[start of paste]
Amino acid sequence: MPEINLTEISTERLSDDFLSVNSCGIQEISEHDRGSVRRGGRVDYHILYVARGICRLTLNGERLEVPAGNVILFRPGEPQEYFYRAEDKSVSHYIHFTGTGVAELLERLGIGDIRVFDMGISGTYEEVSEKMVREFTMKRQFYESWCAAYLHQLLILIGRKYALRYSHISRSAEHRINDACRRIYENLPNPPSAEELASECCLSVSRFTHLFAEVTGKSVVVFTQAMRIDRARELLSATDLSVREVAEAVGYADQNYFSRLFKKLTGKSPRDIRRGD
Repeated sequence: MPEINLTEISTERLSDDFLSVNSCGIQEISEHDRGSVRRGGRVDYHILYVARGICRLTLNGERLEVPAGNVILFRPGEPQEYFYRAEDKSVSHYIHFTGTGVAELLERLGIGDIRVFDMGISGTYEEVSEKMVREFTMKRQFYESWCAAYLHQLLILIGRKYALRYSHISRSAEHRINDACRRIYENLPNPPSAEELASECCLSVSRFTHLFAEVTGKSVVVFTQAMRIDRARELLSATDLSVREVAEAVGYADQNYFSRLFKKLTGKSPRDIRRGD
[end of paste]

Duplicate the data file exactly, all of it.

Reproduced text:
Amino acid sequence: MPEINLTEISTERLSDDFLSVNSCGIQEISEHDRGSVRRGGRVDYHILYVARGICRLTLNGERLEVPAGNVILFRPGEPQEYFYRAEDKSVSHYIHFTGTGVAELLERLGIGDIRVFDMGISGTYEEVSEKMVREFTMKRQFYESWCAAYLHQLLILIGRKYALRYSHISRSAEHRINDACRRIYENLPNPPSAEELASECCLSVSRFTHLFAEVTGKSVVVFTQAMRIDRARELLSATDLSVREVAEAVGYADQNYFSRLFKKLTGKSPRDIRRGD
Repeated sequence: MPEINLTEISTERLSDDFLSVNSCGIQEISEHDRGSVRRGGRVDYHILYVARGICRLTLNGERLEVPAGNVILFRPGEPQEYFYRAEDKSVSHYIHFTGTGVAELLERLGIGDIRVFDMGISGTYEEVSEKMVREFTMKRQFYESWCAAYLHQLLILIGRKYALRYSHISRSAEHRINDACRRIYENLPNPPSAEELASECCLSVSRFTHLFAEVTGKSVVVFTQAMRIDRARELLSATDLSVREVAEAVGYADQNYFSRLFKKLTGKSPRDIRRGD